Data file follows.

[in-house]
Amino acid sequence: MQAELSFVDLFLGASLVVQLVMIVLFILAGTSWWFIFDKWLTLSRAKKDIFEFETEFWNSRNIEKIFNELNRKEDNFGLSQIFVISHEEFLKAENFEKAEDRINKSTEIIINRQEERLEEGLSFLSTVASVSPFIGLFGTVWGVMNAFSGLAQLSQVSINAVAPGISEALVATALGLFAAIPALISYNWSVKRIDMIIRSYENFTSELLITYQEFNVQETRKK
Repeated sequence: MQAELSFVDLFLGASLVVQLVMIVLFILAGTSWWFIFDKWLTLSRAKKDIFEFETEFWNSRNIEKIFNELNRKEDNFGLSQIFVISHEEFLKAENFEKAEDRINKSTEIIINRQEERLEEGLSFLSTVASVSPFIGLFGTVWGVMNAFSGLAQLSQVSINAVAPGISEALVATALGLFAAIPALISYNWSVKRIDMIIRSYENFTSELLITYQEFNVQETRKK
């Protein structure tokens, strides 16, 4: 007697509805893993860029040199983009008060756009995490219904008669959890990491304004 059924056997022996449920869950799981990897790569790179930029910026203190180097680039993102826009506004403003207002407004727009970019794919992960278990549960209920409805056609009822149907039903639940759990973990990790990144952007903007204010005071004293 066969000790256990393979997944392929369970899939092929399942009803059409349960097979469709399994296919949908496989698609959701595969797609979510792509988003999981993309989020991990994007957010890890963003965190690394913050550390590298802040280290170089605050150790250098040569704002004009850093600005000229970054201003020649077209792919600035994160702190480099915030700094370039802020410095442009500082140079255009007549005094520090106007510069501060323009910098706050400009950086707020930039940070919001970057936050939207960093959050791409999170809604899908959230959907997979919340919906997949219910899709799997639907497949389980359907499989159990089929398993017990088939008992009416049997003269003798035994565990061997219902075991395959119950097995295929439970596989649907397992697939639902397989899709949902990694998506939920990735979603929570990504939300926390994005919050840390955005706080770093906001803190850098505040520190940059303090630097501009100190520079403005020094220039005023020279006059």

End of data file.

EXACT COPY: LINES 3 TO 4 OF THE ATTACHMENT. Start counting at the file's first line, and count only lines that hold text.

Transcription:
Repeated sequence: MQAELSFVDLFLGASLVVQLVMIVLFILAGTSWWFIFDKWLTLSRAKKDIFEFETEFWNSRNIEKIFNELNRKEDNFGLSQIFVISHEEFLKAENFEKAEDRINKSTEIIINRQEERLEEGLSFLSTVASVSPFIGLFGTVWGVMNAFSGLAQLSQVSINAVAPGISEALVATALGLFAAIPALISYNWSVKRIDMIIRSYENFTSELLITYQEFNVQETRKK
């Protein structure tokens, strides 16, 4: 007697509805893993860029040199983009008060756009995490219904008669959890990491304004 059924056997022996449920869950799981990897790569790179930029910026203190180097680039993102826009506004403003207002407004727009970019794919992960278990549960209920409805056609009822149907039903639940759990973990990790990144952007903007204010005071004293 066969000790256990393979997944392929369970899939092929399942009803059409349960097979469709399994296919949908496989698609959701595969797609979510792509988003999981993309989020991990994007957010890890963003965190690394913050550390590298802040280290170089605050150790250098040569704002004009850093600005000229970054201003020649077209792919600035994160702190480099915030700094370039802020410095442009500082140079255009007549005094520090106007510069501060323009910098706050400009950086707020930039940070919001970057936050939207960093959050791409999170809604899908959230959907997979919340919906997949219910899709799997639907497949389980359907499989159990089929398993017990088939008992009416049997003269003798035994565990061997219902075991395959119950097995295929439970596989649907397992697939639902397989899709949902990694998506939920990735979603929570990504939300926390994005919050840390955005706080770093906001803190850098505040520190940059303090630097501009100190520079403005020094220039005023020279006059």